Stowe Country Club Trees

The following bullet points are the foundation of our tree management program at Stowe Country Club. The strategy is to keep maintenance costs down, maintain good turf quality, maintain healthy trees, create and maintain the wonderful vistas, and eliminate obstructed tee shots.
  • Tree plantings predominated by white pine, red pine, and spruce trees (all conifers).
  • These trees were used due to their cheap cost and quick growth.
  • The over reliance of pine and spruce species has lead to an increase in disease potential. Many trees are showing damage from Diplodia blight.
  • A more diversified tree population reduces concerns of catastrophic tree loss due to pathogens or insect pests.
  • Where existing tree stands provide crucial strategic importance or screens, a diversified tree replacement program will be considered using deciduous species.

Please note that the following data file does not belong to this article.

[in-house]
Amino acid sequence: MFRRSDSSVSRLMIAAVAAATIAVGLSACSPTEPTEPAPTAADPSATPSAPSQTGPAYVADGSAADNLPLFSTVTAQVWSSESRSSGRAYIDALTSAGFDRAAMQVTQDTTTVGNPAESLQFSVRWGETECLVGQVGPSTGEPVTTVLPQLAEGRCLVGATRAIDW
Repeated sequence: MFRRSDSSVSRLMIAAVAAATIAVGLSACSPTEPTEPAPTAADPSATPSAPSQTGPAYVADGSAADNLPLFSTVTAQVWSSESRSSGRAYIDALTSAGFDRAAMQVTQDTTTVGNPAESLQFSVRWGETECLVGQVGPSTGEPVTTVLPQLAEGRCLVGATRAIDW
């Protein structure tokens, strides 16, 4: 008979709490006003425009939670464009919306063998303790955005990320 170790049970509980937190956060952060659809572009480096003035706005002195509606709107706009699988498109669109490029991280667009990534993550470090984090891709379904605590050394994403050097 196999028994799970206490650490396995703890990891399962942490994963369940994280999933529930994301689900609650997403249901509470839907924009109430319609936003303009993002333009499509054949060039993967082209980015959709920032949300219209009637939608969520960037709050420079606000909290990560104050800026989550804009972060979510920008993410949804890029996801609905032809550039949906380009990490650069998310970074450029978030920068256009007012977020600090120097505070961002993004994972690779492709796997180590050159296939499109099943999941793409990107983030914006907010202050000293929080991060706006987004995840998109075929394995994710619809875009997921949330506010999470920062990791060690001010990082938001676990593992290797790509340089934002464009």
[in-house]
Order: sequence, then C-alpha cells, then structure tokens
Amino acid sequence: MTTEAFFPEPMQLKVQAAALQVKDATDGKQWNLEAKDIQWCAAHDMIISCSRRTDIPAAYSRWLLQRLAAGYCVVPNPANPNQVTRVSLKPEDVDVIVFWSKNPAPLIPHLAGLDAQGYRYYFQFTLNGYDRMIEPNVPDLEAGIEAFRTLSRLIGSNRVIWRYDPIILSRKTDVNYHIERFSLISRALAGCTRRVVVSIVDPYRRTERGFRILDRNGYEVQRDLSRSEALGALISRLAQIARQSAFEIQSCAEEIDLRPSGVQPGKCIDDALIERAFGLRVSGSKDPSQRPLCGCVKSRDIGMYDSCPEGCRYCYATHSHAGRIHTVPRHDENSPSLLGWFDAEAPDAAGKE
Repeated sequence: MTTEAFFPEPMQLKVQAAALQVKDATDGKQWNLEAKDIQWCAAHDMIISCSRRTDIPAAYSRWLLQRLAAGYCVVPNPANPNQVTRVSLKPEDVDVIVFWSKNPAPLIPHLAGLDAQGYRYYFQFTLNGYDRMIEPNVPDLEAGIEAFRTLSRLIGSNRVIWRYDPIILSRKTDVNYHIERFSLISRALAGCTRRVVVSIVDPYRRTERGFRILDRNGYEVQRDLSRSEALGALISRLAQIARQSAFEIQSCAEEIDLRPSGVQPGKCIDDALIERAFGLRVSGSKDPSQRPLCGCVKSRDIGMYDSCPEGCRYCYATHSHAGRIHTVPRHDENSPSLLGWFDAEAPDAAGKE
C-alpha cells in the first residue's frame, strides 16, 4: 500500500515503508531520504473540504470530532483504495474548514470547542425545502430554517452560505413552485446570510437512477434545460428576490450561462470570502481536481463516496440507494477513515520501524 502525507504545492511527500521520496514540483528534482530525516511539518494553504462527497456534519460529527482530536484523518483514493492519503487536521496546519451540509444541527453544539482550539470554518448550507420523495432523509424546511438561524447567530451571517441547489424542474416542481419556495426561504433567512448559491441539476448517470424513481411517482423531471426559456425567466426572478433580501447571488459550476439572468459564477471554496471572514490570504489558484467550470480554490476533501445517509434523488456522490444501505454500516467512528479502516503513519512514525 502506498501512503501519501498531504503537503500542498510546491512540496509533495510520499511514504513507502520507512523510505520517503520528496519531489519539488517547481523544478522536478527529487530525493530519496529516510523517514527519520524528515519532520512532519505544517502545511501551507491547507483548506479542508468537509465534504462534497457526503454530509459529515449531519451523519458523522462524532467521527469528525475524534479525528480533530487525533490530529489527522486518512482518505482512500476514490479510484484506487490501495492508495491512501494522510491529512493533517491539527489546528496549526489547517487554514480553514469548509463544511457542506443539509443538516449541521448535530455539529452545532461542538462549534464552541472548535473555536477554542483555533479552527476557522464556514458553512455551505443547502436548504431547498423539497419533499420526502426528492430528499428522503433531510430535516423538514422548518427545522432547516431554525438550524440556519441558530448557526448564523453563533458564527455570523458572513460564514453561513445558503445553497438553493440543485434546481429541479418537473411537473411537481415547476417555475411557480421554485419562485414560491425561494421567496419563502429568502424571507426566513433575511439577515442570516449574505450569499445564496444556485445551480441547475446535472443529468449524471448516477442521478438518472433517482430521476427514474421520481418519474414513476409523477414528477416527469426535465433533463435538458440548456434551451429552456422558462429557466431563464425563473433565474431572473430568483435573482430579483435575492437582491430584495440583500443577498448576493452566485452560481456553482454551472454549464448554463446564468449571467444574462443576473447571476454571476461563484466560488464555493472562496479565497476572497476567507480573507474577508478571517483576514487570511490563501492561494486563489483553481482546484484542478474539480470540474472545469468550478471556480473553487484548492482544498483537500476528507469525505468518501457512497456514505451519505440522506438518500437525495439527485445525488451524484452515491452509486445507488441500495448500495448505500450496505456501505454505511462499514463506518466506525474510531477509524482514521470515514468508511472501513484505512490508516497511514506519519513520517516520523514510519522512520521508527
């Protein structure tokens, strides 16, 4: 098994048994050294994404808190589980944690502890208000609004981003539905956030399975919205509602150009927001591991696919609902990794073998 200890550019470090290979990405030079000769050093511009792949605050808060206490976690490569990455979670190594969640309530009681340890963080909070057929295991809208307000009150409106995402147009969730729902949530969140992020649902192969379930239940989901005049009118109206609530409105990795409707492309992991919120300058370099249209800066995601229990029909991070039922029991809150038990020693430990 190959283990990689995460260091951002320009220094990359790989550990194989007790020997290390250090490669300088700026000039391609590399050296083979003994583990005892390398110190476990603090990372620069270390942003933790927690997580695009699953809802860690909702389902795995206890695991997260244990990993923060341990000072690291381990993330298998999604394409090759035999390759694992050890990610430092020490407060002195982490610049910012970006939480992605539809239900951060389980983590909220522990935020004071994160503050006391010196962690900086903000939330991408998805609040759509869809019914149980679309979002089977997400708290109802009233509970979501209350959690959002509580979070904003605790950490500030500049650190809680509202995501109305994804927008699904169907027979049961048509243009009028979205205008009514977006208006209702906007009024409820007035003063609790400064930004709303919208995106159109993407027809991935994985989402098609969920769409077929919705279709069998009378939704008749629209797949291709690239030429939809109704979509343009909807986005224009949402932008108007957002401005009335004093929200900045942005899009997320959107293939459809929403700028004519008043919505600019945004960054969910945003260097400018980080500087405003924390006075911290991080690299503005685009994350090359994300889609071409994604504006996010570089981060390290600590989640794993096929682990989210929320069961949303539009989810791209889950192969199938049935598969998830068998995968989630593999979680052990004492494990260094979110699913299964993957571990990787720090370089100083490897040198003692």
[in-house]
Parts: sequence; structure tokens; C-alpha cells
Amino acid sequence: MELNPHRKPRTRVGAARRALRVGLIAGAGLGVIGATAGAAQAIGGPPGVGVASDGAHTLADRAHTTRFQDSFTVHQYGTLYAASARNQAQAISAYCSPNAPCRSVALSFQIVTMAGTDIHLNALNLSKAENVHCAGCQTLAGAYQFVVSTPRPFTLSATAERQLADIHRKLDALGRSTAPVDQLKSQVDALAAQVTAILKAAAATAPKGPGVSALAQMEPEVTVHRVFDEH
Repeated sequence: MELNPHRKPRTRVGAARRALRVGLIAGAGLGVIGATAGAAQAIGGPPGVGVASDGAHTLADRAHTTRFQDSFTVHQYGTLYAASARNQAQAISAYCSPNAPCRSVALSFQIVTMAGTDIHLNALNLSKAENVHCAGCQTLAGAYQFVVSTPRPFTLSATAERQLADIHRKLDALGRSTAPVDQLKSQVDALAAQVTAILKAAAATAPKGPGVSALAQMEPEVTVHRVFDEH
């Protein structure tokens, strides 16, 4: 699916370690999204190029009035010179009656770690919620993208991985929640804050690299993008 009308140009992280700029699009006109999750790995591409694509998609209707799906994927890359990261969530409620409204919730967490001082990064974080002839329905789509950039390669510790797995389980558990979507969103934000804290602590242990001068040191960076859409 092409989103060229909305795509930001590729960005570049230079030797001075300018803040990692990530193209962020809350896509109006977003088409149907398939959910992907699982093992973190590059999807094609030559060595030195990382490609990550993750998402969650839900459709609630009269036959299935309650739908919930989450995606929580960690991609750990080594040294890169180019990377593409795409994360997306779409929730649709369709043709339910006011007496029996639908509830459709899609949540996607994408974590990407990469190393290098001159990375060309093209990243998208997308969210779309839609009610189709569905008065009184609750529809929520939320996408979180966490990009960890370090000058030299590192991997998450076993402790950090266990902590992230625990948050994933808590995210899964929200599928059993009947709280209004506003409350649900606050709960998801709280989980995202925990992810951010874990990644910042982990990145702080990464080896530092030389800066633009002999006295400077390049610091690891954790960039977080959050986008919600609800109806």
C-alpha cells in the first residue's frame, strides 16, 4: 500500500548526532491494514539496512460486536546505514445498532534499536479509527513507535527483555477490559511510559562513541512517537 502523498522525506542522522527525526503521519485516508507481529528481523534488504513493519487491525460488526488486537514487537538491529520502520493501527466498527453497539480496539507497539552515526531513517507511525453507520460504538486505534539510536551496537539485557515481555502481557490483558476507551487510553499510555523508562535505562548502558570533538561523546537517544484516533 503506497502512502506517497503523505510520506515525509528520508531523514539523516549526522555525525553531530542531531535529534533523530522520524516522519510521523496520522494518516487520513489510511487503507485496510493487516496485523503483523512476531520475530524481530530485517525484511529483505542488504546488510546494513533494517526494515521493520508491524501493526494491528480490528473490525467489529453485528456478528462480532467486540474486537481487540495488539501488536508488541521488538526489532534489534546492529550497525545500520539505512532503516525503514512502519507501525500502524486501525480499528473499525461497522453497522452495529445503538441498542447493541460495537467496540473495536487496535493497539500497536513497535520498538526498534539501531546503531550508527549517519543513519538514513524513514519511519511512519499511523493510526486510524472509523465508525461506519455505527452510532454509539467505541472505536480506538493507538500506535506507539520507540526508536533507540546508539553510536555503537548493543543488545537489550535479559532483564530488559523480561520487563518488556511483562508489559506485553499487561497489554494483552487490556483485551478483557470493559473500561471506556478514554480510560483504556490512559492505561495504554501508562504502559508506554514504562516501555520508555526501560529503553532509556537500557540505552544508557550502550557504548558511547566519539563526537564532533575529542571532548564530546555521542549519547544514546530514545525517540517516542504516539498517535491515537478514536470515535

• Pine and spruce trees create a large amount of ground litter from branch, cone and needle shedding. This leads to direct maintenance costs due to the need to remove such litter for playability. Removal of certain trees will keep maintenance costs down.
  • Root extrusion from soil surface has caused a major playability and safety issue.
  • The most effective and sustainable way to maintain trees next to golf turf is to create mulch beds. These beds will hide tree litter and cover exposed roots. High priority tree beds will be identified and maintained.
  • Current maintenance program is to trim the grass below trees. This requires many man hours. Installation of tree beds will assist in keeping maintenance costs down.
  • Absence of tree beds has negatively impacted health of trees due to lack of soil nutrients available.
  • Conifers grown in open or “pasture” settings produce prolific branching. This branching weakens over time and is prone to failure when impacted by wind or ice storms. This loss of limbs after storm events creates excessive maintenance costs due to cleanup.
  • Trees and golf course turf do not coexist very well due to the competition for water and nutrients.